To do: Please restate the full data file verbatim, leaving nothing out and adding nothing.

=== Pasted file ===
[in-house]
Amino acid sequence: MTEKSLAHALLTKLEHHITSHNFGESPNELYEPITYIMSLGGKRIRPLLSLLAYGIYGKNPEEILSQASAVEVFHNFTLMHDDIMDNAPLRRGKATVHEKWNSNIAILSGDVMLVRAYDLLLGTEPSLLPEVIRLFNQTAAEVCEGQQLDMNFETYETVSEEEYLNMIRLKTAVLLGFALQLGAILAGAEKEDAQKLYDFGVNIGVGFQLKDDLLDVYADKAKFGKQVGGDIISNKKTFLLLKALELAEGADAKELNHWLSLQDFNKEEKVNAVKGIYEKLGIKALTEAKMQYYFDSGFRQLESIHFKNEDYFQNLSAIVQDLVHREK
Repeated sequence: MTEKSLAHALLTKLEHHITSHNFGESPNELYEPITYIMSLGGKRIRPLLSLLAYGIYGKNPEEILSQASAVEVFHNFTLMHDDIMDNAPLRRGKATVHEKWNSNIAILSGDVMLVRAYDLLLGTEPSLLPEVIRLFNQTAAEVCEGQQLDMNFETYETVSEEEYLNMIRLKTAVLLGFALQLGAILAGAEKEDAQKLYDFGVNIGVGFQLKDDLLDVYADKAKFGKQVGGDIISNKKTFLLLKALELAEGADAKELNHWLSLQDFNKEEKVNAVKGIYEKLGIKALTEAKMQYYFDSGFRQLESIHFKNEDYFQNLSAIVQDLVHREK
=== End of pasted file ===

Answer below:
[in-house]
Amino acid sequence: MTEKSLAHALLTKLEHHITSHNFGESPNELYEPITYIMSLGGKRIRPLLSLLAYGIYGKNPEEILSQASAVEVFHNFTLMHDDIMDNAPLRRGKATVHEKWNSNIAILSGDVMLVRAYDLLLGTEPSLLPEVIRLFNQTAAEVCEGQQLDMNFETYETVSEEEYLNMIRLKTAVLLGFALQLGAILAGAEKEDAQKLYDFGVNIGVGFQLKDDLLDVYADKAKFGKQVGGDIISNKKTFLLLKALELAEGADAKELNHWLSLQDFNKEEKVNAVKGIYEKLGIKALTEAKMQYYFDSGFRQLESIHFKNEDYFQNLSAIVQDLVHREK
Repeated sequence: MTEKSLAHALLTKLEHHITSHNFGESPNELYEPITYIMSLGGKRIRPLLSLLAYGIYGKNPEEILSQASAVEVFHNFTLMHDDIMDNAPLRRGKATVHEKWNSNIAILSGDVMLVRAYDLLLGTEPSLLPEVIRLFNQTAAEVCEGQQLDMNFETYETVSEEEYLNMIRLKTAVLLGFALQLGAILAGAEKEDAQKLYDFGVNIGVGFQLKDDLLDVYADKAKFGKQVGGDIISNKKTFLLLKALELAEGADAKELNHWLSLQDFNKEEKVNAVKGIYEKLGIKALTEAKMQYYFDSGFRQLESIHFKNEDYFQNLSAIVQDLVHREK